AURORA, Colo. -- In a new study, researchers from the Colorado School of Public Health have shown that air pollution caused by hydraulic fracturing or fracking may contribute to acute and chronic health problems for those living near natural gas drilling sites.
"Our data show that it is important to include air pollution in the national dialogue on natural gas development that has focused largely on water exposures to hydraulic fracturing," said Lisa McKenzie, Ph.D., MPH, lead author of the study and research associate at the Colorado School of Public Health.
The study will be published in an upcoming edition of Science of the Total Environment.
The report, based on three years of monitoring, found a number of potentially toxic petroleum hydrocarbons in the air near the wells including benzene, ethylbenzene, toluene and xylene. Benzene has been identified by the Environmental Protection Agency as a known carcinogen. Other chemicals included heptane, octane and diethylbenzene but information on their toxicity is limited.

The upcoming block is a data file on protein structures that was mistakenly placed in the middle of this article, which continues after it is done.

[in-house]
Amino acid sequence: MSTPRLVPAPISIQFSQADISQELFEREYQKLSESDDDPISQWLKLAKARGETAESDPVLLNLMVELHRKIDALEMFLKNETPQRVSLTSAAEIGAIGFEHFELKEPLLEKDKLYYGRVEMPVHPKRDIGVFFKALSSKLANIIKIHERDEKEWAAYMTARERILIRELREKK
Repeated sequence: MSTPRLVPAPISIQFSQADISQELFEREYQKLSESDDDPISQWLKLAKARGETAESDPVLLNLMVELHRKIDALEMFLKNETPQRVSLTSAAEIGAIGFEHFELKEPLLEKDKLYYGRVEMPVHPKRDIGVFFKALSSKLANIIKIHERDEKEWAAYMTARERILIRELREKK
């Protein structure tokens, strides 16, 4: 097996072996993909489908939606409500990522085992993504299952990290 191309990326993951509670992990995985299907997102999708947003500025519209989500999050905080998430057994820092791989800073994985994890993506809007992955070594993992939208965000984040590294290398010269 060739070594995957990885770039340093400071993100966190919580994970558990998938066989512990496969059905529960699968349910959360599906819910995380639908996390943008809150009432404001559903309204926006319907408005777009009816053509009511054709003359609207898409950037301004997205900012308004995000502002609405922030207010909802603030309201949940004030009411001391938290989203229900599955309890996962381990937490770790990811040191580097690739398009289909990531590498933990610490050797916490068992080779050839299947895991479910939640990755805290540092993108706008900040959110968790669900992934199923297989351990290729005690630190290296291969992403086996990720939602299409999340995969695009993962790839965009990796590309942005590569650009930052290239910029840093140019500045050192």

"Our results show that the non-cancer health impacts from air emissions due to natural gas development is greater for residents living closer to wells," the report said. "The greatest health impact corresponds to the relatively short-term, but high emission, well completion period."
That's due to exposure to trimethylbenzenes, aliaphatic hydrocarbons, and xylenes, all of which have neurological and/or respiratory effects, the study said. Those effects could include eye irritation, headaches, sore throat and difficulty breathing.
"We also calculated higher cancer risks for residents living nearer to the wells as compared to those residing further [away]," the report said. "Benzene is the major contributor to lifetime excess cancer risk from both scenarios."
The report, which looked at those living about a half-mile from the wells, comes in response to the rapid expansion of n
|Contact: David Kelly|
University of Colorado Denver